Thursday, November 15, 2012

"Liebeck v. McDonald's" v. "Truly Frivolous Lawsuits"

            I, for one, am more in the mindset of people toughing out hard times, and not turning to civil lawsuits to solve one’s problems.  Going along with this mindset, and knowing what the average American knows about the Liebeck v. McDonald’s case (the hot coffee suit), I assumed that Stella Liebeck was in it for a quick buck or two.  I was wrong.  My assumptions were wrong because I did not know all of the facts.  She wasn’t driving.  The car wasn’t moving at all.  The coffee was about 20-30o F below boiling (212o F is boiling).  As Ms. Liebeck attempted to open the cup, she spilled it on her sweat pants, in which cotton absorbed the scolding liquid and trapped it close to her body.  At 190o F, it can cause full thickness (think third degree burns plus more internal tissue damage), and at 180o F, it can cause those burns with exposure between 12-15 seconds.  The damages left her in the hospital for 8 days but disabled for 2 years.  She requested that McDonald’s pay her $11,000 medical bill.  To me, that seems reasonable.  A product/service has severely injured a consumer, who, given the situation, did not purposely injury herself for the money or did it out of complete negligence.  Sure, in hindsight, there could be plenty of ways to do it over to prevent it, but at the time, in a parked car with no cup holders, putting the coffee between your knees sounds reasonable and harmless.  The average consumer is probably unaware of the hot temperatures used when serving this coffee.

            For her request of $11,000 from McDonalds to pay for her medical bill and nothing else, they offered $800.  That’s just under 14% of this retired women’s medical bill.  It doesn’t seem right or logical.  Then she got a lawyer involved, but it really shouldn’t have come to that.  McDonald’s should have agreed to pay the $11,000 for her medical expenses at her request instead of the trying to snuff her out in court.  That being said, I still don’t agree with suing, especially frivolous lawsuits, but I also won’t stand by the corporations who run groups with names along the lines of “citizens against tort reform.”  The civil court system needs to be used responsibly, and with extreme caution.  If you have ever sat on a jury for civil court, you can see how idiotic things can get.  Been there, done that, and got my $17.50 on the way out the door.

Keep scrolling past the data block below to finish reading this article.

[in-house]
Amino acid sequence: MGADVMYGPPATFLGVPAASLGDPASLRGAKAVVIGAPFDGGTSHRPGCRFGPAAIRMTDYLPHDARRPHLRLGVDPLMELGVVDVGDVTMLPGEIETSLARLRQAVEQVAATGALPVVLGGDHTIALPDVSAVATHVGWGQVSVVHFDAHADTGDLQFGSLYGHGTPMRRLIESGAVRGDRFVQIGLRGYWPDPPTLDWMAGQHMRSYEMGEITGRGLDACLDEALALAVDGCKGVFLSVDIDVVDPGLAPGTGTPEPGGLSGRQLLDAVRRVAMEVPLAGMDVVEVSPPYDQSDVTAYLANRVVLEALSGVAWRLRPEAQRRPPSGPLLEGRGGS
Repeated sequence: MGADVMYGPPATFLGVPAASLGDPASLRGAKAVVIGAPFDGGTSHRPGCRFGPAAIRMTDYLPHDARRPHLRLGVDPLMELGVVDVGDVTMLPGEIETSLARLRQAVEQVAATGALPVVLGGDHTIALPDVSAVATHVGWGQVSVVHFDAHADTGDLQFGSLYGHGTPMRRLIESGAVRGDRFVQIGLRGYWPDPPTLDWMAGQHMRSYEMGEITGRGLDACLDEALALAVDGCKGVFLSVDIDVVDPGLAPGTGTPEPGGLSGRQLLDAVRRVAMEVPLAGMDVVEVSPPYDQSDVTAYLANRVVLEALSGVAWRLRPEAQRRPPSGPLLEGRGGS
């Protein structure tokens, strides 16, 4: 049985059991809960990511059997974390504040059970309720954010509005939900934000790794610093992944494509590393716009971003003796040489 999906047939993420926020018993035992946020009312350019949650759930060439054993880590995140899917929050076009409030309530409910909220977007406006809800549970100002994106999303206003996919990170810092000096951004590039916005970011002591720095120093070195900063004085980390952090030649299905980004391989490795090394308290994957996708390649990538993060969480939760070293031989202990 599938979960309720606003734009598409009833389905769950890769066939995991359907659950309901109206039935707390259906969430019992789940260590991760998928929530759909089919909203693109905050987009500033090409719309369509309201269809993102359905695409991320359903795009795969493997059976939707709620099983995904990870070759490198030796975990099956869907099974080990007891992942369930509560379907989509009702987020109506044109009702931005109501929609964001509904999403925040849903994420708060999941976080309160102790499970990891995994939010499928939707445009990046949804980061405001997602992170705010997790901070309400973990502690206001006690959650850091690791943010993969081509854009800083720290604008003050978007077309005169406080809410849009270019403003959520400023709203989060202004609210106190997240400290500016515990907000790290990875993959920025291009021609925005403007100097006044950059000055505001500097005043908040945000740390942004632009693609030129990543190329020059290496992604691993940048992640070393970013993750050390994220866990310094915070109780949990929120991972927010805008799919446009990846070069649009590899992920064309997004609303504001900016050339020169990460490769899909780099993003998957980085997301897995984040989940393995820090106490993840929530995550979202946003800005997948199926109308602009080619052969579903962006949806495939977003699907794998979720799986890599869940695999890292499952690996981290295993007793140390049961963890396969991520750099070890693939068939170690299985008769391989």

Wednesday, November 14, 2012

The Manufacturers Responsibility

     There are times where a product is found to be potentially harmful to customers before reaching production to the public; this is something that all businesses will run into at some point in time. When this time comes, a choice has to be made about what to do.  Redesigning, replacing, and reworking all become factored into how much it would cost to fix the issue.

     This process makes sense to me. What doesn't make sense, is how the potential-harm-done is weighted.  I understand the the technical process of determining liability costs based on what the doctor or hospital treatment would cost given different injuries, but what I don't understand, on an ethical level, is how that becomes acceptable standards to use. My thought is that you CAN'T put a dollar value on a hand, limb, or human life.

     To say that your product will likely hurt "x" number of people and to STILL BE ok with it seems beyond me.  I know that the numbers can show one thing, but people aren't numbers. The life and experiences of human beings cannot be measured or quantified and to attempt to do this, especially in order to save yourself a buck, seems ridiculous.  There have been many cases where products have severely harmed and even killed great numbers of people, such as the Ford Pinto and the Chevrolet Corvair.  Somehow though we still see and hear of cases where people are harmed from manufacturers making a wrong decision of releasing a dangerous product.  All injuries can't be predicted or prevented, but it seems to me that any case where danger is recognized before production that the product should be modified.

     I feel like most people would tend to agree with me that it is the manufacturers responsibility to only distribute products that would cause harm during regular use, but I'll leave it open; do you think most people agree, or would you say I am the minority?